Actually, in terms of what the agreement called for, Poland's general situation now is in some ways slightly improved over conditions existing before the 1980 strikes. In other ways, it is distressingly worse.

On the one hand, new institutions have been set up--trade unions, a political umbrella movement called PRON, an economic social council--which, though far short of models proposed by Solidarity, provide at least potential channels for society to reach the authorities. Moreover, the Roman Catholic Church enjoys a more privileged position than at any time since the Communists took power after World War II, and there is economic reform legislation being put haltingly into practice.

On the other hand, police powers have been strengthened and the penal code expanded to turn the screws against political dissent. More opposition activists are in jail now than three years ago despite the amnesty announced in July. New regulations were passed last month restricting the activities of self-management bodies, postponing the prospect of trade union pluralism indefinitely, limiting the autonomy of universities and curtailing the right of association.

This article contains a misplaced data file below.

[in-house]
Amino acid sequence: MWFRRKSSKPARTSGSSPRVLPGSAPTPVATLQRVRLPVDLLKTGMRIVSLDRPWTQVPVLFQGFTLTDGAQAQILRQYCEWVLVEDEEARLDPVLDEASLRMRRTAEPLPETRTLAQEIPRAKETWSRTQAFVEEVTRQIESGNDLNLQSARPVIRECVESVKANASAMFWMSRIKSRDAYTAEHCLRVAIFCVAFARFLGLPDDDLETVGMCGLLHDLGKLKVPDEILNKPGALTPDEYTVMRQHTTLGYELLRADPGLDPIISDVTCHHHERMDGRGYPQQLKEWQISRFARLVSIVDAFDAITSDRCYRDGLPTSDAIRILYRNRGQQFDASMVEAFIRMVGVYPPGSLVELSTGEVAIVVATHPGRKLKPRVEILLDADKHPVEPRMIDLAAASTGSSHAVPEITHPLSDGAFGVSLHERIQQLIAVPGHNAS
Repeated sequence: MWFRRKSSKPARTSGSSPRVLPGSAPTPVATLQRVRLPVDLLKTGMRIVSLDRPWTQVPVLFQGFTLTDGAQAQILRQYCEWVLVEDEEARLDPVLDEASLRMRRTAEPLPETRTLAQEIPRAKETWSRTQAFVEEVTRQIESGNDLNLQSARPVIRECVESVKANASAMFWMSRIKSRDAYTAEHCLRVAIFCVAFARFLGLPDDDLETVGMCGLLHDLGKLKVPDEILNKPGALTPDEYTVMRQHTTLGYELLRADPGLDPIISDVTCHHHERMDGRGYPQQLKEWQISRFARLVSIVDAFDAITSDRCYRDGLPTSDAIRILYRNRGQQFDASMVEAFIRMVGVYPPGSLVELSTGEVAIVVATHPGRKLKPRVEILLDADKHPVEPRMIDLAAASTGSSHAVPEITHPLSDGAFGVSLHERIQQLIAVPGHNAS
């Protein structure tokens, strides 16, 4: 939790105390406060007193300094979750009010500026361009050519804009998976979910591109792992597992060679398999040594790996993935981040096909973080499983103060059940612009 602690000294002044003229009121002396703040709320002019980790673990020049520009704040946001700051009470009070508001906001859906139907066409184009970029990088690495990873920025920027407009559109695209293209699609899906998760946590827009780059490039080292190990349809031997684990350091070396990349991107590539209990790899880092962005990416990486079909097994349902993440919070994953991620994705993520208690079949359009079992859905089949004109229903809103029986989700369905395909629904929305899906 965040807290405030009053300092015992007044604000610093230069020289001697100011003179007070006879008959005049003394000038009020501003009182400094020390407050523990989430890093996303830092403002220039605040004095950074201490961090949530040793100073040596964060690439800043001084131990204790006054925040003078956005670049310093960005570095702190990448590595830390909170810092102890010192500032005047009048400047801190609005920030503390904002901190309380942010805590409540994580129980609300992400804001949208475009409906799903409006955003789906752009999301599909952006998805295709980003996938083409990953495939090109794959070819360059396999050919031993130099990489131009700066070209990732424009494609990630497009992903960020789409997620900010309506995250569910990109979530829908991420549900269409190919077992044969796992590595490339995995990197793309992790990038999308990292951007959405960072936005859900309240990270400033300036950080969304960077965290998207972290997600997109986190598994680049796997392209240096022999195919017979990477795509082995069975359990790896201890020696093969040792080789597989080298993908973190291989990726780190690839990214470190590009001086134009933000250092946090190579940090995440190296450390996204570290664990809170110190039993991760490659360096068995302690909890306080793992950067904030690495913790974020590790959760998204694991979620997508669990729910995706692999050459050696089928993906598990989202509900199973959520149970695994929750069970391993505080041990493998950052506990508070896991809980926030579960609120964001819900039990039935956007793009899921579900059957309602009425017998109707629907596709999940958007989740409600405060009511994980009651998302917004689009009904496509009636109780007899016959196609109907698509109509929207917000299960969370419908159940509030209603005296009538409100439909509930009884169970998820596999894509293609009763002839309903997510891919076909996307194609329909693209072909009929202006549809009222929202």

The government says it has met many of the purely economic demands in the 1980 agreements as fully as possible given Poland's economic crunch. These include higher pay, a fairer pension scheme and increased maternity benefits.

Yet other commitments--to shorten the work week, lower the retirement age, equalize family allowances and cut the lengthy waiting time for an apartment--have been postponed, say authorities, until the economy picks up.

As for the main aim of the agreements--the creation of new unions--the ones established under a law passed in October when Solidarity was formally dissolved are nominally independent and self-governing. That law also grants the right to strike.

But the new unions lack the regional--as opposed to occupational branch--structure that helped give Solidarity the political leverage to be truly independent of the state. Moreover, the right to strike is thoroughly hedged by extensive preconditions and arbitration procedures.

Concerning the promise of greater press freedom, a more liberal censorship law was introduced shortly before the military crackdown. But the censor's power was expanded again last month to cover such initially exempt publications as trade union bulletins.

Nonetheless, the Jaruzelski government maintains that a new process of social dialogue and reconciliation is under way. But last week, the Catholic bishops joined Polish intellectuals, workers, farmers and youth in challenging that view. In a statement the bishops said "genuine social renewal" still depends on whether the 1980 accords are "honestly implemented."